News, December 2016
On December 3rd, in the old Sears building across from the courthouse, the North Star of the Adirondacks (NSAF) held an Art Show/fundraiser for the Horton Mill project. The event was organized by Jennifer Bilow. Over two hundred people enjoyed delicious finger foods, art work from local artists as well as featured artist Sarah Hartshorne of Albuquerque, New Mexico, and a PowerPoint presentation by Dr. Dean Chapman, President of NSAF, on the work to date, and the plans for, the Mill—all to the soothing music of harpist Alena Machabee. Professional drawings from Architect Tim McCarthy adorned the walls.
Slates from the roof of the Mill, engraved by local artist Geoff Cobb with the image of the Mill, were on sale. A number of paintings and slates were sold, and several thousand dollars was raised for the continuing work on the Mill. Ultimately, according to Dr. Chapman and Hugh Hill, the organizers of NSAF, the plans call for a technology and business center for Middle and High School students from the surrounding areas. The hope is to give the students insight into possible career choices, connect them to local opportunities, and provide hands-on experience with business and technology, during their public school years.
Clarkson University has expressed interest, and during the event, several local business people and educators came forward to offer their expertise, energy and money.
“The event was a huge success,” according to Dr. Chapman. “Jenn did a superb job, and the community turned out in significant numbers to support the project.” Hill pointed out that Royal Forgues lent the use of his building, Michael Hart provided artistic direction, and the food was prepared and presented by Guylene Raffai, with Tricia Cositore creating the desserts. Township 7 brewery, newly begun over in Dickinson, was on hand with their special craft beers.
Bilow enlisted her own children and their friends to welcome guests and serve the food. “It was a great night for the Village of Malone—and the North Country—in every way,” said Chapman. “socially, culturally, educationally, and economically. Thanks to everyone who participated.”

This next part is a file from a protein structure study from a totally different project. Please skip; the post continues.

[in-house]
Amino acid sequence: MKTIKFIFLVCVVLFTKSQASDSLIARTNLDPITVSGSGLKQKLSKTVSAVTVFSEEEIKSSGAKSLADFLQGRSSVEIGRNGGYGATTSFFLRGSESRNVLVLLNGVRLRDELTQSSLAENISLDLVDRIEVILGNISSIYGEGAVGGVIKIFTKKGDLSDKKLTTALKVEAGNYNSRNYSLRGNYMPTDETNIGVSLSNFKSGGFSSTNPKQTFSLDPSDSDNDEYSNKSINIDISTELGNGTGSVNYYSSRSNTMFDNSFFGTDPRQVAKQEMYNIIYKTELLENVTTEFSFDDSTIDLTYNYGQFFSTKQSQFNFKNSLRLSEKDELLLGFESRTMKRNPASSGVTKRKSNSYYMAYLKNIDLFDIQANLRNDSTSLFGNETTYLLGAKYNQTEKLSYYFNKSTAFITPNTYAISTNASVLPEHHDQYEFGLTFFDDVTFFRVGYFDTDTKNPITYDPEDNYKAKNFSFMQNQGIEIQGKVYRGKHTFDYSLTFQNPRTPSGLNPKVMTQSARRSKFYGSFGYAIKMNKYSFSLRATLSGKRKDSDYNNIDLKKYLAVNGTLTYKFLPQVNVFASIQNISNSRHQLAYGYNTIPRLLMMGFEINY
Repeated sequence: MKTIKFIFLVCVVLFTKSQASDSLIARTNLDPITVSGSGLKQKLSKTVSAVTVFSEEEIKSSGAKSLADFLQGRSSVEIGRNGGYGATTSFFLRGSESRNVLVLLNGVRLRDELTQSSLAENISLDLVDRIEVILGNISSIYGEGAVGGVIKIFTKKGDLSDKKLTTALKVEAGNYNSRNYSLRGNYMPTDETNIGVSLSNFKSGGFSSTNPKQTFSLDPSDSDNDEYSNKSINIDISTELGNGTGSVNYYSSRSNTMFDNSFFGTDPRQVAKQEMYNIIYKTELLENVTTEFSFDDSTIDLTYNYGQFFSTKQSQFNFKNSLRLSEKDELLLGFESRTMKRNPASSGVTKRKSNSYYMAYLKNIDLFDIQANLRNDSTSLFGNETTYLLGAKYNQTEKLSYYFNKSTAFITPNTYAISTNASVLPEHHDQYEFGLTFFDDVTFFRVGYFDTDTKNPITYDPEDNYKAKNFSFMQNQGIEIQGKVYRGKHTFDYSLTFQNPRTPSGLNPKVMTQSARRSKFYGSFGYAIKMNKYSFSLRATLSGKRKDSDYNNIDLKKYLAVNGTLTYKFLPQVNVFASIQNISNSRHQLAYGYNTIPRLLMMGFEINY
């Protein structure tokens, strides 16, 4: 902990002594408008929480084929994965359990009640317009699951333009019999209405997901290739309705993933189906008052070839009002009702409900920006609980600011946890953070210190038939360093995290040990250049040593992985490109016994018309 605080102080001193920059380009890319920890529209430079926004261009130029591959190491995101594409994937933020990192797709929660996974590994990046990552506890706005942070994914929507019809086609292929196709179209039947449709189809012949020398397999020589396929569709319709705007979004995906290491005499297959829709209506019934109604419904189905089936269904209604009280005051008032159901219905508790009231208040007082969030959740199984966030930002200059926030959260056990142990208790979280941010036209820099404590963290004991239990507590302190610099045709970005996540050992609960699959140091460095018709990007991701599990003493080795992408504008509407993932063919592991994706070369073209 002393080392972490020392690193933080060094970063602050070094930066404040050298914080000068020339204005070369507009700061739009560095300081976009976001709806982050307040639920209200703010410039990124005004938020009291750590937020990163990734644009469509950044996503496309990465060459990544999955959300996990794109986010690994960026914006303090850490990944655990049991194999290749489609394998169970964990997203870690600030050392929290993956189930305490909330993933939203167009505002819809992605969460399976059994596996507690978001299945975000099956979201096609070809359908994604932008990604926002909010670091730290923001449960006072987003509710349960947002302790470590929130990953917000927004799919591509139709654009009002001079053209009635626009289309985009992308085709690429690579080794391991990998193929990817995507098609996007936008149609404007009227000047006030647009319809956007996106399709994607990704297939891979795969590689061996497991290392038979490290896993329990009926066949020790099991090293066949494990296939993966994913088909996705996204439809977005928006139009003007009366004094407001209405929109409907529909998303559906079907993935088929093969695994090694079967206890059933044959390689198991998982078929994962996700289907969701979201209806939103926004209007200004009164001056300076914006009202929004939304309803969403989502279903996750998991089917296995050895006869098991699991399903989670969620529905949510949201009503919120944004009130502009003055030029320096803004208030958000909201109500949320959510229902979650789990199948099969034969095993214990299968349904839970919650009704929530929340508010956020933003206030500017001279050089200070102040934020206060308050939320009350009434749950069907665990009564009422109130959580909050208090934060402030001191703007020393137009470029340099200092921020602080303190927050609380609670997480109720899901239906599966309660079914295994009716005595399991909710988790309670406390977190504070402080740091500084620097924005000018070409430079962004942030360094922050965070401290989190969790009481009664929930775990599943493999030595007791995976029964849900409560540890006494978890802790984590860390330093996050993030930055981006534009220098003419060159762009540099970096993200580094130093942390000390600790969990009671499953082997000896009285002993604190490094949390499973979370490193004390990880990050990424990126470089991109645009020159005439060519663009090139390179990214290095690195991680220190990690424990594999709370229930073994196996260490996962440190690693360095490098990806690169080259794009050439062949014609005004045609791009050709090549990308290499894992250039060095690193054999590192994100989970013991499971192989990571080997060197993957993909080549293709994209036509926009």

Stabilization began August 2015
Debris removal was underway through December and
will continue in the spring!
October 2016, Debris removal continues, grain elevator is being deployed for work on lower floors. updates will be made available soon!
November 2016, work will continue in the spring!
Just south of the Main Street bridge, on the banks of the Salmon River, in mid-village Malone, NY, stand the ruins of one of the area’s oldest business enterprises, the Horton Mill. Originally constructed in 1803, the first mill was washed into the river. The second was razed in1853. Over the next three years, the current structure was erected. From 1856 on, the mill ground the grains grown in the surrounding area into flour, literally the Bread of Life for this part of the North Country, for some 80 years. Now, despite its location at the very center of Malone, the mill and surrounding area have been abandoned to the elements, the last remnants resisting final destruction as a silent witness to the craftsmanship and enterprise of our ancestors.
Now the North Star of the Adirondacks Foundation is attempting to save what remains of the Mill, and transform it into a symbol of the North Country’s vision and character.
The plan is as follows: to essentially build a building within the existing walls, and attach the old stone walls to the new construction. Then, an effort will be made to convert the southern half of this hybrid building into a functioning, transparent aquaponic farm, a relatively new twist on one of the area’s traditional strengths—agriculture. The northern half of the new building will house classrooms and meeting rooms, which will be used to educate motivated 7th and 8th graders from Malone middle school in the basics of business and technology. As these students graduate into high school, they will form teams, each one of which will actually run a small business. Many of these businesses will be centered on agriculture, but all of them will be designed to expose students to the nitty gritty aspects of both business and technology.
It is envisioned that this experience will expose our best and brightest students to opportunities in the fields of business and technology that simply would not be available to them without this program. For those who already know that they want to pursue a career in these fields, it will give them a tremendous head start. For those who are uncertain, it will provide the experience necessary to make a decision. The overall effect will be to produce—every year—a crop of young people who can participate in the economic renaissance of the North Country much more rapidly than ever before possible.
The setting of the Mill is critical. Every class visit will reinforce our ties to our past, and the need to care for our community. The constant flow of foot traffic into the village center will bring more life (and quite possibly, more small businesses) to the downtown area. Both the functioning aquaponics system, and the program, will attract interested parties and perhaps even tourists.
savehortonmill.org is owned by The North Star of The Adirondacks Foundation, Malone, NY.
Site design and content by Hugh Hill and Dean Chapman.
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